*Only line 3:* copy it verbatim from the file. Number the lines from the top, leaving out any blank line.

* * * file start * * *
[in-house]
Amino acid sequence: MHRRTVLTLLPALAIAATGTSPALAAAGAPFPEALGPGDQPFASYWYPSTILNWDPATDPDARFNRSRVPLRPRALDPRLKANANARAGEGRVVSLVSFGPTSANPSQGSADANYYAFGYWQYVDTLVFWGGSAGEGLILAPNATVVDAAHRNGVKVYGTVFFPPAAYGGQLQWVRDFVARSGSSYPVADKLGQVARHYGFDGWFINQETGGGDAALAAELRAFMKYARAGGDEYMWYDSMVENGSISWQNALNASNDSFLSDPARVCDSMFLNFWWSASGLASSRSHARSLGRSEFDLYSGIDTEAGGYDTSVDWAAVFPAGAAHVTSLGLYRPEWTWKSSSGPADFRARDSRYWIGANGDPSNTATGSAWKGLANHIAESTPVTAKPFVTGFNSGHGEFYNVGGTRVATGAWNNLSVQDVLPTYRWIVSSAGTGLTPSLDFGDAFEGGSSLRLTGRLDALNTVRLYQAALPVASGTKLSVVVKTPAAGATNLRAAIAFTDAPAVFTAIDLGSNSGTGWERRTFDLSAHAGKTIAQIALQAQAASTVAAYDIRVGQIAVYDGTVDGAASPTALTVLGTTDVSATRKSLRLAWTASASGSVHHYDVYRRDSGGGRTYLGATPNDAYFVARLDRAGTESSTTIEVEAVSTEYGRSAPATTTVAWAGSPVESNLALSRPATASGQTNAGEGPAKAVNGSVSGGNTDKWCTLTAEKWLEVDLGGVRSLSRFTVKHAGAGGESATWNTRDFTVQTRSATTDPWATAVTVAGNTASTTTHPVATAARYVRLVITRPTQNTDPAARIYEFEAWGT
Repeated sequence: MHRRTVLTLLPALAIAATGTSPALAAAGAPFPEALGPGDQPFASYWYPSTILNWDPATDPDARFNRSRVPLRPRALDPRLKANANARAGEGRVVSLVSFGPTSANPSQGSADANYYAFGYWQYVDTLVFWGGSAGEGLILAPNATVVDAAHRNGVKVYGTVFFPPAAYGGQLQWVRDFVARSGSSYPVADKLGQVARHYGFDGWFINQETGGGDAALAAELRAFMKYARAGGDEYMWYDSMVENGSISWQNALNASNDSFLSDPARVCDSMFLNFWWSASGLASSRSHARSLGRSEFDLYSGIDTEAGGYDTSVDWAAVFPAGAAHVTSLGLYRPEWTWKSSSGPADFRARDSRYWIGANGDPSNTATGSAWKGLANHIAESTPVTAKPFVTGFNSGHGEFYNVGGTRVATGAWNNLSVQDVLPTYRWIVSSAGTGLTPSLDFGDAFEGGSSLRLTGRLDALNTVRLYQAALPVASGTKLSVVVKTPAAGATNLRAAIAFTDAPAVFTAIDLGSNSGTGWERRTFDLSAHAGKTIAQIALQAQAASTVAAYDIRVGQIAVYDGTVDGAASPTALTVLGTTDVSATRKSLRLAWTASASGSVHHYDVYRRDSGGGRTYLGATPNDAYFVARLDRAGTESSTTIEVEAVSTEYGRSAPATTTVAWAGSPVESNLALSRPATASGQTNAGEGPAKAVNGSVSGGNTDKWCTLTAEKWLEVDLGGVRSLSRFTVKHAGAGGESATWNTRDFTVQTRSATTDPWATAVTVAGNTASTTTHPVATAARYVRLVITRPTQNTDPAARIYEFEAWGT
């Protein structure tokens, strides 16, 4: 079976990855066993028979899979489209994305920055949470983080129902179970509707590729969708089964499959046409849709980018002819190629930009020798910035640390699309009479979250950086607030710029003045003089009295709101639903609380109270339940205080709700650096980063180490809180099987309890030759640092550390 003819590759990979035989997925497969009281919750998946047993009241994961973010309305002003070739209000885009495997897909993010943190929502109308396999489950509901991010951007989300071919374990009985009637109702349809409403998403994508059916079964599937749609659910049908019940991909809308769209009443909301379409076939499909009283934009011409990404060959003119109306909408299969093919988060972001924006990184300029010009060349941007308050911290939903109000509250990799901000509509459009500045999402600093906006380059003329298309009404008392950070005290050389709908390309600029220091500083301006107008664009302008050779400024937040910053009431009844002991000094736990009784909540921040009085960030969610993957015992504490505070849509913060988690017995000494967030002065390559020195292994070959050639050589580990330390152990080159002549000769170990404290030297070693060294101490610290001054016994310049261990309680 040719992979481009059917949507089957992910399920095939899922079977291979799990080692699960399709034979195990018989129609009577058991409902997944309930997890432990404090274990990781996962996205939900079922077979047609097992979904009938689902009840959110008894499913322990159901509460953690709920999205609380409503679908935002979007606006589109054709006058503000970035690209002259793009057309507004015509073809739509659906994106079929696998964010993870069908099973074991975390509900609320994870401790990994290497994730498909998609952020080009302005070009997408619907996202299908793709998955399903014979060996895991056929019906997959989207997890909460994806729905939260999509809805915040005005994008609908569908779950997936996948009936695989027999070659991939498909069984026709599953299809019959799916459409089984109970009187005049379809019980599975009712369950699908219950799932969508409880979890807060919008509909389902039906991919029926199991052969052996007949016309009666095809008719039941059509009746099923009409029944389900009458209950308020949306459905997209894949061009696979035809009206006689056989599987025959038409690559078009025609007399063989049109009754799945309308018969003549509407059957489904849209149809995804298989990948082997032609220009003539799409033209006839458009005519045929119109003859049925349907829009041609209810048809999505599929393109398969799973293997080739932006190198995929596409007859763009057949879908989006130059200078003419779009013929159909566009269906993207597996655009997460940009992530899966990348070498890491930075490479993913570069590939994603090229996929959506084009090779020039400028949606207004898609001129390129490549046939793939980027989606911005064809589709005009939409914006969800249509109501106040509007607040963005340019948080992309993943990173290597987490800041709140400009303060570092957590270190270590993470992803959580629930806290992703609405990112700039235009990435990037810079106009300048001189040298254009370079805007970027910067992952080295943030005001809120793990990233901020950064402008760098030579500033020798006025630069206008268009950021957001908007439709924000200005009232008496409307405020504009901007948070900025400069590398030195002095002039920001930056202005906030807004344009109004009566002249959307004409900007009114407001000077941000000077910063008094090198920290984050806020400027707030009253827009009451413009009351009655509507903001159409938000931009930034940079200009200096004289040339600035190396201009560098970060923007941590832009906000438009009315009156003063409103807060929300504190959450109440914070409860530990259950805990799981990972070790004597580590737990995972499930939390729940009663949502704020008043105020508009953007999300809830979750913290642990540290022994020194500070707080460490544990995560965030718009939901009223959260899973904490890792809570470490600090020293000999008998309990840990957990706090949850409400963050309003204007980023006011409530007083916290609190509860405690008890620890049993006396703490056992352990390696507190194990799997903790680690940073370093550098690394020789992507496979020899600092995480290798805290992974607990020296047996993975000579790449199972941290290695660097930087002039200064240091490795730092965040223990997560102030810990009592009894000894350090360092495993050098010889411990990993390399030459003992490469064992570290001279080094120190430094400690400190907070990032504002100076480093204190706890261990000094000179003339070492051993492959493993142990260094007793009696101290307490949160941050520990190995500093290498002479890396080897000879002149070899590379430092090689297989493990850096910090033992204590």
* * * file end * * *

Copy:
Repeated sequence: MHRRTVLTLLPALAIAATGTSPALAAAGAPFPEALGPGDQPFASYWYPSTILNWDPATDPDARFNRSRVPLRPRALDPRLKANANARAGEGRVVSLVSFGPTSANPSQGSADANYYAFGYWQYVDTLVFWGGSAGEGLILAPNATVVDAAHRNGVKVYGTVFFPPAAYGGQLQWVRDFVARSGSSYPVADKLGQVARHYGFDGWFINQETGGGDAALAAELRAFMKYARAGGDEYMWYDSMVENGSISWQNALNASNDSFLSDPARVCDSMFLNFWWSASGLASSRSHARSLGRSEFDLYSGIDTEAGGYDTSVDWAAVFPAGAAHVTSLGLYRPEWTWKSSSGPADFRARDSRYWIGANGDPSNTATGSAWKGLANHIAESTPVTAKPFVTGFNSGHGEFYNVGGTRVATGAWNNLSVQDVLPTYRWIVSSAGTGLTPSLDFGDAFEGGSSLRLTGRLDALNTVRLYQAALPVASGTKLSVVVKTPAAGATNLRAAIAFTDAPAVFTAIDLGSNSGTGWERRTFDLSAHAGKTIAQIALQAQAASTVAAYDIRVGQIAVYDGTVDGAASPTALTVLGTTDVSATRKSLRLAWTASASGSVHHYDVYRRDSGGGRTYLGATPNDAYFVARLDRAGTESSTTIEVEAVSTEYGRSAPATTTVAWAGSPVESNLALSRPATASGQTNAGEGPAKAVNGSVSGGNTDKWCTLTAEKWLEVDLGGVRSLSRFTVKHAGAGGESATWNTRDFTVQTRSATTDPWATAVTVAGNTASTTTHPVATAARYVRLVITRPTQNTDPAARIYEFEAWGT